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Agile Marketing Part III – Marketing’s OODA Loop

In the last post on Agile we discussed the flaws of the traditional linear marketing process.  So what could be the alternative? This is where we can find inspiration from an unlikely source – the military. John Boyd was perhaps the most prolific fighter pilot the US has ever known. He was an unusual character, a self-described maverick with an aversion to authority, which didn’t

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Heatmaps for Free

 

I remember the first time I showed a heatmap of a website to a client in a new business pitch a couple of years ago.  They thought it was the coolest thing  they had ever seen and I believe we won the pitch just because of it.  Nobody was doing it at the time.  We had partnered with one of the pioneers in the

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Agile Marketing Part II – Learnings from product development

 

Adapting to change is probably most important in new product development. Change and innovation live off one another. The last decade has seen a transformation in how companies approach innovation. This was drastically needed. According to the USPTO 59% of new product launches fail. These efforts accounted for 46% of all development resources. Even when products are launched, they usually aren’t optimized. 50% of all software functionality is rarely or never used.

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Agile Marketing Part I – The importance of adapting to change

 

Technology, new product innovation, consumer behavior, the entire society is changing faster than ever. This poses significant challenges for companies who need to find ways to adapt to change and embrace it as a breeding ground for innovation rather than a nuisance that forces them to reconsider outdated plans. This has pushed a broad range

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Music is Math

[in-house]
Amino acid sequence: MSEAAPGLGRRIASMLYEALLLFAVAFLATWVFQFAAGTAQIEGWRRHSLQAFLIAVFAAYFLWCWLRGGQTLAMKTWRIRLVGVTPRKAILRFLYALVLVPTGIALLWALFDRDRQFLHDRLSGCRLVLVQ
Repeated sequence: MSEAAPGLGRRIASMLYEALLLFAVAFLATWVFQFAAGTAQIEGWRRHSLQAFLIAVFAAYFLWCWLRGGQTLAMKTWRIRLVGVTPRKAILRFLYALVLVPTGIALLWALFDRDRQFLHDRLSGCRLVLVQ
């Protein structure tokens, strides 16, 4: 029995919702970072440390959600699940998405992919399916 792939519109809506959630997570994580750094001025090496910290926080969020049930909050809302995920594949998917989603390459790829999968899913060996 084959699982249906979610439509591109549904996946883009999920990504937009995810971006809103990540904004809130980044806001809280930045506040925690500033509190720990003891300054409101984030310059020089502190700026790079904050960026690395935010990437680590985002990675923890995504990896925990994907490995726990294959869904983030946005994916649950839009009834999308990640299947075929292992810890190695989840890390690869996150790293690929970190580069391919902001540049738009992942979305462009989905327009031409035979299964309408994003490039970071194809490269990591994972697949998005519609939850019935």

I have been pretty obsessed with a little side project over the last couple of weeks which explains why activity on the left column on this blog has been low ... .  It all started about a month ago when a colleague in London told me about the Korg drum computer

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Public Data Goes Public

Lately, I’ve been entranced by Google’s Public Data Explorer in Labs, launched in March.  This builds on the Public Data Search Feature that Google launched last year. It’s doubly wonderful because it uses the Trendanalyzer software developed by Hans Rosling’s Gapminder foundation and recently sold to Google.  (We’ve covered Rosling elsewhere here.)  The big breakthrough in this software is using very basic animation, to plot data against time.     - - Read More - -

England Will Win the World Cup

So says a quantitative model from JP Morgan. Analysts Matthew Burgess and Marco Dion used a model designed to predict stock prices and fed it with past scores and Fifa rankings and came to this unauthordox conclusion. "Having developed a rather successful Quant Model over the years, we intend to introduce it to our readers and also use its methodology to apply it to a fruitful field for statistics: Football    - - Read More - -

Monitoring Self Monitoring

Imagine my delight when I saw that The New York Times magazine ran a cover story by Gary Wolf with the same title and theme as one of my recent posts: "The Data Driven Life". It's a thoroughly researched piece about the trend of self monitoring, which, it turns out, has become a sizable sub-culture.  I have to admit that this came as a joyful epiphany to me. Wolf's central    - - Read More - -

What You Don’t Know Can Hurt You

I was talking to Andy McMains of AdWeek today who asked me if "thoughtful blogger" wasn't an oxymoron.  I hope not. I found Clive Thompson's recent Wired post on "Why We Should Learn the Language of Data" thoughtful. He argues that being "statistically illiterate" is bad for your health, and everyone else's too.  (Shouldn't that be  "innumerate", talking of literacy?)  Understanding the realities of global warming, the benefits of    - - Read More - -

Culture Carrier

 

Our latest Doublethink video is an interview with David Art Wales, Prime Minister at the Ministry of Culture. I’ve known David for over a decade, and in that time he has become something of a fixture on the New York alternative research scene.  I bumped into him again at a discussion between Moby and Walt

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